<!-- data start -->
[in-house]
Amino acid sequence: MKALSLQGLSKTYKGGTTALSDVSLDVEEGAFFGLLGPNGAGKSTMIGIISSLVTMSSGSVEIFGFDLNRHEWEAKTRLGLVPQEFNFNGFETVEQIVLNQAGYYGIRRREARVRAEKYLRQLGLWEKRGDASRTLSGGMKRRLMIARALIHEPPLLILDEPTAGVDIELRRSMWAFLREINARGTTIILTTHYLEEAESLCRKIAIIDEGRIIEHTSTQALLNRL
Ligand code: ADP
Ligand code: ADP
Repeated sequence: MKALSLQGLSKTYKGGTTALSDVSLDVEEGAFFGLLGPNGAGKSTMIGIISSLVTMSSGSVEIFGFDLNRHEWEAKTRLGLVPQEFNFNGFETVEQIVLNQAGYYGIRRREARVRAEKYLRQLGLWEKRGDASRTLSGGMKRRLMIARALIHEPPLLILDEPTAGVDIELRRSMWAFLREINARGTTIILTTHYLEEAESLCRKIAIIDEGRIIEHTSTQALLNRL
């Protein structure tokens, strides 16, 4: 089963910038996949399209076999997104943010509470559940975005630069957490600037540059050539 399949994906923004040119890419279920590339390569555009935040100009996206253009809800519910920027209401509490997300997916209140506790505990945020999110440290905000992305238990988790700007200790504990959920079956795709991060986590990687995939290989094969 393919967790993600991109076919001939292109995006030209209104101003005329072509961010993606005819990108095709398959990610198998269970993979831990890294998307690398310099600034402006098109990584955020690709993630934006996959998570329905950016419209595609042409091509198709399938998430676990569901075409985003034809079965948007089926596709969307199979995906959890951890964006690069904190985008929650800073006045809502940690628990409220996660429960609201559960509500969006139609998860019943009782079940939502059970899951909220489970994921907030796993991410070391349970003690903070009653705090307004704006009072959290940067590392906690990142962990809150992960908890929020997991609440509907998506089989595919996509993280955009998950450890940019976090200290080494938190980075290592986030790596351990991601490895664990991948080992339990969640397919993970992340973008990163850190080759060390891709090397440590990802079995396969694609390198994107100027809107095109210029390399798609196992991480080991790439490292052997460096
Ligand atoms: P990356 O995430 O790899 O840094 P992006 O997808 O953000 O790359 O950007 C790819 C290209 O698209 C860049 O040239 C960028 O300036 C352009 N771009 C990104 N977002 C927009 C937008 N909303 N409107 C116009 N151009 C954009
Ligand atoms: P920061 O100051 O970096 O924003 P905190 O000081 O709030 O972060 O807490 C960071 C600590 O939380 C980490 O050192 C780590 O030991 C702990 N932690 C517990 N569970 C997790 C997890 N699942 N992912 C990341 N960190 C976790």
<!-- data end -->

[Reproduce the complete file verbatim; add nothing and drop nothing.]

[in-house]
Amino acid sequence: MKALSLQGLSKTYKGGTTALSDVSLDVEEGAFFGLLGPNGAGKSTMIGIISSLVTMSSGSVEIFGFDLNRHEWEAKTRLGLVPQEFNFNGFETVEQIVLNQAGYYGIRRREARVRAEKYLRQLGLWEKRGDASRTLSGGMKRRLMIARALIHEPPLLILDEPTAGVDIELRRSMWAFLREINARGTTIILTTHYLEEAESLCRKIAIIDEGRIIEHTSTQALLNRL
Ligand code: ADP
Ligand code: ADP
Repeated sequence: MKALSLQGLSKTYKGGTTALSDVSLDVEEGAFFGLLGPNGAGKSTMIGIISSLVTMSSGSVEIFGFDLNRHEWEAKTRLGLVPQEFNFNGFETVEQIVLNQAGYYGIRRREARVRAEKYLRQLGLWEKRGDASRTLSGGMKRRLMIARALIHEPPLLILDEPTAGVDIELRRSMWAFLREINARGTTIILTTHYLEEAESLCRKIAIIDEGRIIEHTSTQALLNRL
């Protein structure tokens, strides 16, 4: 089963910038996949399209076999997104943010509470559940975005630069957490600037540059050539 399949994906923004040119890419279920590339390569555009935040100009996206253009809800519910920027209401509490997300997916209140506790505990945020999110440290905000992305238990988790700007200790504990959920079956795709991060986590990687995939290989094969 393919967790993600991109076919001939292109995006030209209104101003005329072509961010993606005819990108095709398959990610198998269970993979831990890294998307690398310099600034402006098109990584955020690709993630934006996959998570329905950016419209595609042409091509198709399938998430676990569901075409985003034809079965948007089926596709969307199979995906959890951890964006690069904190985008929650800073006045809502940690628990409220996660429960609201559960509500969006139609998860019943009782079940939502059970899951909220489970994921907030796993991410070391349970003690903070009653705090307004704006009072959290940067590392906690990142962990809150992960908890929020997991609440509907998506089989595919996509993280955009998950450890940019976090200290080494938190980075290592986030790596351990991601490895664990991948080992339990969640397919993970992340973008990163850190080759060390891709090397440590990802079995396969694609390198994107100027809107095109210029390399798609196992991480080991790439490292052997460096
Ligand atoms: P990356 O995430 O790899 O840094 P992006 O997808 O953000 O790359 O950007 C790819 C290209 O698209 C860049 O040239 C960028 O300036 C352009 N771009 C990104 N977002 C927009 C937008 N909303 N409107 C116009 N151009 C954009
Ligand atoms: P920061 O100051 O970096 O924003 P905190 O000081 O709030 O972060 O807490 C960071 C600590 O939380 C980490 O050192 C780590 O030991 C702990 N932690 C517990 N569970 C997790 C997890 N699942 N992912 C990341 N960190 C976790």